Franklin Elementary School students walked out of their classrooms Dec. 20 for winter break, and when they walked back in on Tuesday, they stepped into the second school in Middle Tennessee to be named a 2019 National ESEA Distinguished School.
Franklin Elementary was recognized by the organization for the exceptional performance of its students and academic growth over the past two years — one of 73 schools in the country to receive such a recognition. Principal Anne Riley credited the skills and diligence of the school’s teaching and coaching staff and the community engagement that makes Franklin Elementary a big ol’ family.
“That is probably the cornerstone. We have a great community,” Riley said. “One of our teachers says it feels like a family, and it does. It’s a warm, welcoming place to be, and that makes it so kids can learn.”
According to its website, The National Association of ESEA State Program Administrators — formerly called the National Title I Association — has been recognizing schools across the nation for outstanding performance for 24 years in one of three areas: “exceptional student performance and academic growth for two or more consecutive years,” “closing the achievement gap between student groups for two or more consecutive years” and “excellence in serving special populations of students,” such as homeless or migrant students or English learners.
Franklin Elementary was recognized in the first category. On a local level, the Tennessee Department of Education named the school a 2019 Reward School and gave it the highest rating in overall student growth and academic achievement on the State Report Card in the 2018-19 year. Additionally, first-grade teacher Melissa Miller was named the 2018-19 Tennessee Teacher of the Year.
David Snowden, the Franklin Special School District director, praised the school’s attention to and implementation of student data as teachers and coaches continually work to adjust their instruction.
“The academic growth of all students is grounded in the focus and dedication by the teachers, staff members and leadership at Franklin Elementary,” he said. “Their consistent use of student data to inform instructional decisions remains paramount in their work each day.”
Riley explained that reading and math coaches filter in and out of the school’s classrooms throughout the year, assisting with instruction, monitoring the students’ progress and developing relationships with the kids and teachers. Reading coach Niki Sidler explained that benchmark testing allows the teaching staff to fit their instruction to the needs of their kids, particularly in their daily interventions, where each student gets time to work on a specific skill that could use improvement.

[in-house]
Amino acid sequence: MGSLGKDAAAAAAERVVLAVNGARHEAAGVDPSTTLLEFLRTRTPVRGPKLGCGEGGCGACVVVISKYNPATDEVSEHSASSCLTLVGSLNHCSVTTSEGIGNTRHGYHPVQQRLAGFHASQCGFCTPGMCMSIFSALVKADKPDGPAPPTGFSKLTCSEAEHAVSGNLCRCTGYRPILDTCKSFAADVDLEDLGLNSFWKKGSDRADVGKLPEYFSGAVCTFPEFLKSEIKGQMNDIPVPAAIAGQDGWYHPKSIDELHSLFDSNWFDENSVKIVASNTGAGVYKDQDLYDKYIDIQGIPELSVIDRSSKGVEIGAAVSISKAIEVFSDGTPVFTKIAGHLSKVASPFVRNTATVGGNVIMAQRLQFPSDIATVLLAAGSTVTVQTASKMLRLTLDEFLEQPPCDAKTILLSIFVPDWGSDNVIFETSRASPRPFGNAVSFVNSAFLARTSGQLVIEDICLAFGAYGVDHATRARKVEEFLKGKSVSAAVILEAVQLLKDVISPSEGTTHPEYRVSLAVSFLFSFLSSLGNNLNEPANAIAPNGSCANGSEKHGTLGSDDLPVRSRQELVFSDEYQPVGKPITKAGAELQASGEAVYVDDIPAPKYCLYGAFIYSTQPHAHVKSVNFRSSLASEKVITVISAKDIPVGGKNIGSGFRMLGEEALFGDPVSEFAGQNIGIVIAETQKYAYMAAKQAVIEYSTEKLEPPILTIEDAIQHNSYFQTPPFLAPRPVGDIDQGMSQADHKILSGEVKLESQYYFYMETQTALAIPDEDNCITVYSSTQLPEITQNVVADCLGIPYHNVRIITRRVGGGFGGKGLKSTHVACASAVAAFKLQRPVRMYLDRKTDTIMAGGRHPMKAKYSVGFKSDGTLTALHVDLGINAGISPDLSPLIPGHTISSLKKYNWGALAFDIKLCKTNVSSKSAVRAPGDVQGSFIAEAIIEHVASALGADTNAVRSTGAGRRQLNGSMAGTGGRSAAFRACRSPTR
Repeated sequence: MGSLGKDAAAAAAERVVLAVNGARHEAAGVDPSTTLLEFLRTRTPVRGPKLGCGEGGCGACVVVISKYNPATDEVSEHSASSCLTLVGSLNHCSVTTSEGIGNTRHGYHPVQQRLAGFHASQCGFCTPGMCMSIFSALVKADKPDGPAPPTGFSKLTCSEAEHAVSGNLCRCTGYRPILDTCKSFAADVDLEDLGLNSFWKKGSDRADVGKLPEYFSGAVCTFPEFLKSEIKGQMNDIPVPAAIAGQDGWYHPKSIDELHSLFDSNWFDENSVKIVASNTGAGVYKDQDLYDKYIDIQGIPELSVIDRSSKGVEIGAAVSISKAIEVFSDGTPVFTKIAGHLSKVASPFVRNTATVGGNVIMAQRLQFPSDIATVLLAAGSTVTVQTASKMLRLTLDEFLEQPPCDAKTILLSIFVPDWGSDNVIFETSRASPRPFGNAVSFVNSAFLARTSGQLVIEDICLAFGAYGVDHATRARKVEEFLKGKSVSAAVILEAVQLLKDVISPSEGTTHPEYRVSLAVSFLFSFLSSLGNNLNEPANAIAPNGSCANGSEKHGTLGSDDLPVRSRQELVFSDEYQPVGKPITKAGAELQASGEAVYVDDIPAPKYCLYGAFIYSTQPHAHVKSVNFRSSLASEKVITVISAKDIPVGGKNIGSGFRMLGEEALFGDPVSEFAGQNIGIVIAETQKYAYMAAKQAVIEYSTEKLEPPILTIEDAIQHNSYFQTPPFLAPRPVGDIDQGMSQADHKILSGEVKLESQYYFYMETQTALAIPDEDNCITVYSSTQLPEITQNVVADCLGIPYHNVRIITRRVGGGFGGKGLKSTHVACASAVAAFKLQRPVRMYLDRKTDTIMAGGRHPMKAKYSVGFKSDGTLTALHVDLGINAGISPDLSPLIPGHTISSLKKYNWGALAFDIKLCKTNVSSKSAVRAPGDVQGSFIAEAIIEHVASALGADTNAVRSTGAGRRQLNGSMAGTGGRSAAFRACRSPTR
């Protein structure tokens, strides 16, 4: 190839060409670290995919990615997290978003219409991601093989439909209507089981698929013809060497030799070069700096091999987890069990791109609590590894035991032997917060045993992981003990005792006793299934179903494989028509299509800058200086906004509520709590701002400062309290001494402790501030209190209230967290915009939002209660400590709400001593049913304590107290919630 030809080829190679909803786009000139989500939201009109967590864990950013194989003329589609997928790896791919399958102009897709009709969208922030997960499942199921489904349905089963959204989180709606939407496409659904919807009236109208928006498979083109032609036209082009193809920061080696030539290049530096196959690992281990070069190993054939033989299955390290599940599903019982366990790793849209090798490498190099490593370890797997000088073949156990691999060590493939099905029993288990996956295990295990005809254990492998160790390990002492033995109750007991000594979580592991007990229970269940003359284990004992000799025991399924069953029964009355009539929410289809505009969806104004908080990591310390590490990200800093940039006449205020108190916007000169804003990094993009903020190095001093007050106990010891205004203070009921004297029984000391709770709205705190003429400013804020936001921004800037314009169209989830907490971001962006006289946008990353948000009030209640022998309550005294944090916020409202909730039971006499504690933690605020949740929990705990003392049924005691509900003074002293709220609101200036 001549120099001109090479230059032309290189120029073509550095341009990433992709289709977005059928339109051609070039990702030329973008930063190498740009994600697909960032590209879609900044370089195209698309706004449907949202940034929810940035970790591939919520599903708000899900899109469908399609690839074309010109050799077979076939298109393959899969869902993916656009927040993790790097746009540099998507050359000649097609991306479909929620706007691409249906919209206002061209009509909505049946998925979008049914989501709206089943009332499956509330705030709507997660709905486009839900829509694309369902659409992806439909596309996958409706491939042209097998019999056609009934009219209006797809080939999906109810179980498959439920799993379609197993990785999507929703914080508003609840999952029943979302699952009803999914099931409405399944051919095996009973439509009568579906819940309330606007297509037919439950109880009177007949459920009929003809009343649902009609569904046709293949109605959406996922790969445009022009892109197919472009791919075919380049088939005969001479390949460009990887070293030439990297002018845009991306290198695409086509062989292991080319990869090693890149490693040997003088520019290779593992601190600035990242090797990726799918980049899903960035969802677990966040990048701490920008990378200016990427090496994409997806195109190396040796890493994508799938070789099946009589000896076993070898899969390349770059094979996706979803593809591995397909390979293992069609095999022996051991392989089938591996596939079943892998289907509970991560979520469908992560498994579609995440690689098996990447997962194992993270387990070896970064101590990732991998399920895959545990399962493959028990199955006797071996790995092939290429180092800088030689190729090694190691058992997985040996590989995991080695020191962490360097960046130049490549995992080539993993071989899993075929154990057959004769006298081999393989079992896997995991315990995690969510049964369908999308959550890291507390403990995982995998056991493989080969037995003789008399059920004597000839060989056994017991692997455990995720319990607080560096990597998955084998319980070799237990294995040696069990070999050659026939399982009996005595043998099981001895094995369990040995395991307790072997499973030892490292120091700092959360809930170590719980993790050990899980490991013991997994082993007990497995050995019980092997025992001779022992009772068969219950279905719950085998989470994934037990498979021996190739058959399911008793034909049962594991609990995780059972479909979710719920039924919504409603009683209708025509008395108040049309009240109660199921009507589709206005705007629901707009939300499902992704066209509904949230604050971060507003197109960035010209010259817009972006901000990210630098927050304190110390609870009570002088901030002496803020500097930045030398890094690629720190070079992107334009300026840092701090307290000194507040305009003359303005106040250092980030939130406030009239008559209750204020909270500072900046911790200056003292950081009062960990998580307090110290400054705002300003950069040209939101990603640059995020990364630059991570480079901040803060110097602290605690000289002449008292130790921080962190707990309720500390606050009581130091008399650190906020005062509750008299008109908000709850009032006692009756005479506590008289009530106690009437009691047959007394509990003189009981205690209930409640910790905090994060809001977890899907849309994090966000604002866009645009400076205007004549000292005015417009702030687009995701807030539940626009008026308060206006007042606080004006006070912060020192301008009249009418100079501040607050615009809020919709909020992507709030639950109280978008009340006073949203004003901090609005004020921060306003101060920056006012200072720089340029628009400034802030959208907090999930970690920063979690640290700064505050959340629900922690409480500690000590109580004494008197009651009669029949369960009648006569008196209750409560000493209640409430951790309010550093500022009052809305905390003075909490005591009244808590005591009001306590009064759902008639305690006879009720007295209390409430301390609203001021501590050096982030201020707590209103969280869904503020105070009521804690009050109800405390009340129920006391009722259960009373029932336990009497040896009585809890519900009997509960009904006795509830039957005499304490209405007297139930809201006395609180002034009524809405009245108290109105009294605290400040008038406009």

Student success isn’t all about math and reading, Riley said. She is also very proud of the school’s fine arts programs.
Jennifer Alvarado, the school’s art teacher, spends most of her day in a color-splashed classroom, fostering creative skills among the student body. She said that the school’s PTO and a couple other parents held a fundraiser last year specifically for the fine arts program, and with that money, Alvarado decided to incorporate artist visits and field trips into her teaching.
Many of the students will take a free trip to Frist Art Museum in Nashville this year, and all of the students are participating in a loom project with weaver Vickie Vipperman. Alvarado is having each student bring in a piece of fabric that holds significance for them. They will cut each piece into strips and weave it into a 20-foot tapestry to represent the school. Each child’s fabric will be tightly integrated into the piece with little bits peeking out to show the details of the unique material.
“Our school is just such a really special place. It’s a family, and we’re such a community,” Alvarado said. “So, I thought this would be such a beautiful visual representation of how every single person is unique on their own, but when we come together, we can create such a masterpiece.”
Music teacher Patrick Bourn also focuses on teaching music theory and skills, such as controlling vocal pitch, in a room filled with acoustic guitars, xylophones and an upright piano.
Riley said that opportunities to invite the families into the students’ creative and academic world throughout the year only strengthens the community feel that brings the school together.
“It absolutely makes kids more confident when they’re performing, when their art is showcased,” she said. “It makes them proud of who they are and what they do, and it is an opportunity for us to have our community come and form strong bonds with us and each other.”